If you do change cohorts after 7 days, ensure surfaces and toys are cleaned in between cohorts. Efforts should be made to keep the same children in the cohort week after week. The changing of cohorts should be preceded by a 2 day absence from the centre for each member of the cohort (see question #2 above).

Asymptomatic staff testing is not required for child care centre staff as part of Ontario Health’s Targeted Testing Campaign at this time. It is important to remember that a negative test in the past does not guarantee you will remain negative in the future. The results reflect a snapshot in time. It is important to maintain all infection control measures such as active screening, physical distancing, hand hygiene and environmental cleaning at all times, even after a negative test. It is important for staff to self-monitor for symptoms of COVID-19 at all times.

The Ministry of Education guidance document requires the use of surgical/procedure masks and eye protection (goggles or face shield) for screeners. Donning procedure masks and eye protection should also be considered when caring for a sick child and when cleaning up blood and body fluid spills if there is a risk of splashing. List of PPE suppliers in Leeds & Grenville.

Refer to the most recent version of The COVID-19 Reference Document for Symptoms for a list of typical and atypical symptoms of COVID-19. The Child Care Centre should develop an internal policy for documenting allergies and other underlying conditions for all attendees.

The lunch bag and contents of it would be considered a personal item brought from home. It should be well labelled and kept with that child’s personal items. If it requires refrigeration, place inside another bag from the centre first so it does not contact other food items. Preferably, bagged lunches should contain only non-hazardous and non-perishable foods.

Cohorts must maintain physical distancing from other cohorts at all times. Your plan must include how you will be able to ensure this is maintained at your centre. If staff and children must pass through an area used by another cohort, hand hygiene should be performed before passing through and consider the use of barriers or visual cues. Any surfaces that may be touched or contaminated must be cleaned and disinfected between cohorts, including hand rails, sinks, toilets etc.

Ideally, each cohort should have its own bathroom. If this is not possible because of the layout of your centre, it is your responsibility to ensure your plan covers how you will maintain physical distancing between cohorts, and clean and disinfect surfaces between cohorts when spaces are shared, including bathrooms.

See above answer. Children may need to use the washroom outside of their scheduled time – ensure your plan includes how to manage this situation safely. Consider having an “occupied” sign on the door, or having a potty in the child care room for emergencies.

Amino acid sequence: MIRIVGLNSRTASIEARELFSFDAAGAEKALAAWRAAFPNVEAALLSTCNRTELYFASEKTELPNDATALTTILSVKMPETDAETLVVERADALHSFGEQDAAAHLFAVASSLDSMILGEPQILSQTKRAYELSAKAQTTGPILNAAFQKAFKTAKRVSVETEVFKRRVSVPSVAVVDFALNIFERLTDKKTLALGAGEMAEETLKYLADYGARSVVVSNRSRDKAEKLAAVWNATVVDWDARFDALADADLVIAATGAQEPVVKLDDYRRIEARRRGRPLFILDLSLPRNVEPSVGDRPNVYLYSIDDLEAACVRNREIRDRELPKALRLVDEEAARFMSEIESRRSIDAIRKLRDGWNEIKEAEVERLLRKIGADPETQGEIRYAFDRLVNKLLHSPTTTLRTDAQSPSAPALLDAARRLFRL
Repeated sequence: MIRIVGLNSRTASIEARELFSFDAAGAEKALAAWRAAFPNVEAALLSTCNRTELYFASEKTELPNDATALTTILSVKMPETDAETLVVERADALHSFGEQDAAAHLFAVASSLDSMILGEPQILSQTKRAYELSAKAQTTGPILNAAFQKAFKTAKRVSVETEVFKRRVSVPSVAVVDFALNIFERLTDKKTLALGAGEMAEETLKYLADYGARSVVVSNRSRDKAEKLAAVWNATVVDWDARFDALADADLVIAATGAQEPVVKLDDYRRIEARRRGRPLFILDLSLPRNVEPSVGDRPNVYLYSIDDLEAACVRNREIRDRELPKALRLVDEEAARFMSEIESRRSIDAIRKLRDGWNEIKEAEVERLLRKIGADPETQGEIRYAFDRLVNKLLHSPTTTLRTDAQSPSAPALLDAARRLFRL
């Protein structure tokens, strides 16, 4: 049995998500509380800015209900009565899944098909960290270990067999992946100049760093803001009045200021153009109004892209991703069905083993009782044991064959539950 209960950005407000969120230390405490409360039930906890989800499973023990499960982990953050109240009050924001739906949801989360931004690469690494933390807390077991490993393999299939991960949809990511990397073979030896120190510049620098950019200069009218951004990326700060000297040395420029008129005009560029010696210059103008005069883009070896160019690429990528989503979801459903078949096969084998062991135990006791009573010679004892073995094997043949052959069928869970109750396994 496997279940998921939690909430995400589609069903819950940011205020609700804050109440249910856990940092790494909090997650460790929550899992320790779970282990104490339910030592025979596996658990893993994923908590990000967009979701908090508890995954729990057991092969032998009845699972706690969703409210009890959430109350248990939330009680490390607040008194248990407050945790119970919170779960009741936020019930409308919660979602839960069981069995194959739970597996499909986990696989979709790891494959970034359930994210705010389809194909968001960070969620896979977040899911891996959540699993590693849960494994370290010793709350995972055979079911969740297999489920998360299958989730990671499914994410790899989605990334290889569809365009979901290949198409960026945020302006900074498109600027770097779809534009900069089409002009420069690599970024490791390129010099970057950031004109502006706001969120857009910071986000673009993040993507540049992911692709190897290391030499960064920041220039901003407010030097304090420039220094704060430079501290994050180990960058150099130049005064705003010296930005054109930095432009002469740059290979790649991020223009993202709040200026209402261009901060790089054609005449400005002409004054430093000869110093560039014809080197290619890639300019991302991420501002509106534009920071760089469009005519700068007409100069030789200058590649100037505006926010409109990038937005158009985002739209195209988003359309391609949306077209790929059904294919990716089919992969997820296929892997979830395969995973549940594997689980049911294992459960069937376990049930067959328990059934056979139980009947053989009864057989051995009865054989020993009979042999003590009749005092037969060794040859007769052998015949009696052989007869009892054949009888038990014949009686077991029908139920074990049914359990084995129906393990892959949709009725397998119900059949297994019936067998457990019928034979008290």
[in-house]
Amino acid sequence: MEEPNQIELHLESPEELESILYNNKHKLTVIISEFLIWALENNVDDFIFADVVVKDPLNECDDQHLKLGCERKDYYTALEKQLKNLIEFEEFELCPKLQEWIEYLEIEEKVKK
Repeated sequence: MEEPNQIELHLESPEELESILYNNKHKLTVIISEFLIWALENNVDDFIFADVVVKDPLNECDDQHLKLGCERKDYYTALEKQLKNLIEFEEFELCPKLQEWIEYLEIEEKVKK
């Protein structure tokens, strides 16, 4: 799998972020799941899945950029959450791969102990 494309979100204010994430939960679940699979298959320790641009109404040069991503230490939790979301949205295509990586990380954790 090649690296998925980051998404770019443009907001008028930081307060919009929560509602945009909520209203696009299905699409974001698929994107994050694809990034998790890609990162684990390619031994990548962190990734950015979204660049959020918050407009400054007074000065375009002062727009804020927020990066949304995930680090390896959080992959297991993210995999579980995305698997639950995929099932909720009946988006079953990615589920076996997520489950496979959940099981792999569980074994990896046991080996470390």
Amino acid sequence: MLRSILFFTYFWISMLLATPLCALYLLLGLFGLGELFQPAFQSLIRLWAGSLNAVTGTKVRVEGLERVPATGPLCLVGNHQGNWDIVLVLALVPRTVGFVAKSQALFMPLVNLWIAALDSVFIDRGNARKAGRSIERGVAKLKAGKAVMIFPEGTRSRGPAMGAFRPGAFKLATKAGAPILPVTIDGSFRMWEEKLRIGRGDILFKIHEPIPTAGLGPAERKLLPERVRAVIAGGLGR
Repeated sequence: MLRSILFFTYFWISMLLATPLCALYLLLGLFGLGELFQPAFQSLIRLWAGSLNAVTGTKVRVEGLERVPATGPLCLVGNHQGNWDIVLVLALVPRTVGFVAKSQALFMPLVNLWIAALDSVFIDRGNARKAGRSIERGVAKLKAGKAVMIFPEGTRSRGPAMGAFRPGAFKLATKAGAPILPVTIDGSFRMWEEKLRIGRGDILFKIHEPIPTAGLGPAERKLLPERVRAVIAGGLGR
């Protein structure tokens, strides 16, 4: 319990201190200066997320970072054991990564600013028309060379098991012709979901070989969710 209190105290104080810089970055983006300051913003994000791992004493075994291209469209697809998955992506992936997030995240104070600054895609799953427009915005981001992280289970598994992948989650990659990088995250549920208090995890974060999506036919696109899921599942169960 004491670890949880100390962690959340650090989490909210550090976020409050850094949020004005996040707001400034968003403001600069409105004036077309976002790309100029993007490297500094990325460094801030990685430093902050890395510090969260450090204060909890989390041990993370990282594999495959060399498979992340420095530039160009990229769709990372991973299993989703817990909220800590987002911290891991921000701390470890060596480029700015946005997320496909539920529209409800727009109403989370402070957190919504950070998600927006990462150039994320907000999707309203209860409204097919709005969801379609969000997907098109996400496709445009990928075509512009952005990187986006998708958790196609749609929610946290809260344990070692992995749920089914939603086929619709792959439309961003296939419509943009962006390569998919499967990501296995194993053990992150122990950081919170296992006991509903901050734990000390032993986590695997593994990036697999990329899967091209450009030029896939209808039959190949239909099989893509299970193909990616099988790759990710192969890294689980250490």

Anyone outside the cohort must maintain physical distancing from the children and staff in the cohort, including custodial staff. If custodial staff need to enter child care centre spaces they should arrange to do so when the children and staff are not in the room, if possible. If they must come into the room when the cohort is present, they must maintain physical distancing from the cohort. Consider the use of barriers or visual cues to maintain separation. PPE is not required if physical distancing can be maintained, with the exception of PPE that is used for other reasons such as gloves or safety glasses for contact with cleaning chemicals.

Cohorts must maintain physical distancing or be separated by an impermeable barrier. If the fence materials allow for contact between cohorts, your plan should include how you will ensure the physical distancing will be maintained between the cohorts in your defined area or you may choose to make adjustments to the fence.

General Guidance for disinfectants:

  • Use only disinfectants that have a Drug Identification Number (DIN). A DIN is an 8-digit number given by Health Canada that confirms it is approved for use in Canada.
  • Follow the manufacturer’s instructions on any products being used:
    • Properly prepare solutions;
    • Allow adequate contact time for disinfectants to kill germs (see product label);
    • Wear gloves when handling cleaning products if indicated on the product label, including wipes;
    • Wear any other personal protective equipment recommended by the manufacturer.
    • Check expiry dates of all products.

Disinfecting wipes can be used in a child care centre provided the manufacturer’s instructions are followed. Long contact times can be difficult to maintain with a wipe and may require several wipes to achieve. Also, if they are to be used to wipe toys that may be mouthed by children, follow the manufacturer’s instructions for whether a potable water rinse is required following the contact time. To determine whether your disinfectant is effective against COVID-19, visit the Health Canada website and enter the product name or DIN.

For more information on cleaning and disinfection refer to our Child Care Infection Control Manual.